For a more complete description of Pilot Study AIIP1, see Prothero and Hoffman .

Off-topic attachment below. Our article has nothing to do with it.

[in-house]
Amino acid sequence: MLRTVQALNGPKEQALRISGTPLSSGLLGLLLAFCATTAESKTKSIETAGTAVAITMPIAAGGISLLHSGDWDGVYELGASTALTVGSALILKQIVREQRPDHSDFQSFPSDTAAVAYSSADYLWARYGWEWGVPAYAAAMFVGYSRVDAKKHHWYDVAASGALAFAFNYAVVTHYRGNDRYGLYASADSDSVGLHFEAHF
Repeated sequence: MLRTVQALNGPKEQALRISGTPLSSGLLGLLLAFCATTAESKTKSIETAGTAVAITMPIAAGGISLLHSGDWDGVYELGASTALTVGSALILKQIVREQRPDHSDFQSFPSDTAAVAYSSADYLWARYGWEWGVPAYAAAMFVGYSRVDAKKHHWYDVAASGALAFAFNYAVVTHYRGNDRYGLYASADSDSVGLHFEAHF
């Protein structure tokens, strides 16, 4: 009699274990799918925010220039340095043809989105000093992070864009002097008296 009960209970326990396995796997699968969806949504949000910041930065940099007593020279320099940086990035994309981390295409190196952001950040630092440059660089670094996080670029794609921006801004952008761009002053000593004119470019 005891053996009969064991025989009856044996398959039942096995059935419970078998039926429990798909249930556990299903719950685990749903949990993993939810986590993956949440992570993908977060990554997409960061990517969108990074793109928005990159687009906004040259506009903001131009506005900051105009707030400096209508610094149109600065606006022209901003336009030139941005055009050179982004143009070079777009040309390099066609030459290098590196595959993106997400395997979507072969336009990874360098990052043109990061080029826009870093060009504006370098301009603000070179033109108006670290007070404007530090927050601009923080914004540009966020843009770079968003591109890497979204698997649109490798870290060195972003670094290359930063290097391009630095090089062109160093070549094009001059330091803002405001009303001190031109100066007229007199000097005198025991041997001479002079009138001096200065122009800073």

Title: AIIP1: Foreground Occlusions and Field-of-View. Background: A theoretical argument based on selected rest frames put forward in this dissertatation suggests that foreground occlusions (as well as FOV) should influence presence. How are the two manipulations related? If presence depends heavily on whether the display contents are interpreted as being the visual background, it might be that FOV is irrelevant if a foreground occlusion is used to block out depth cues at the same or greater distance than the display contents. Hypothesis: If a foreground occlusion is installed, presence does not depend of FOV. Methods: Thirty-eight participants were exposed to the interactive ``Sharkworld'' environment on a Division ProVision 100 using a dVisor HMD. Exposures were for 2.5 minutes in each of two conditions. In one condition, the FOV was an unrestricted 105, with no foreground occlusion. In the other condition, the FOV was restricted with a foreground occlusion to 40 (which could be foviated on) or equivalently 60(which could be seen with peripheral vision). The order of conditions was counter-balanced across subjects. After the experiment, a written questionnaire was used to measure reported presence in the two conditions. Results: Presence ratings were analyzed with a non-parametric Wilcoxon signed-rank test. Presence ratings were significantly lower in the foreground occlusion than the full FOV condition (Z = -2.4, p = 0.02). Conclusions: FOV apparently has a positive effect on level of reported presence even when a foreground occlusion is used. For this reason, FOV was controlled for in subsequent experiments examining the effect of foreground occlusions (AIIE1, AIIE2, AIIP2, AIIP3 and AIIE3).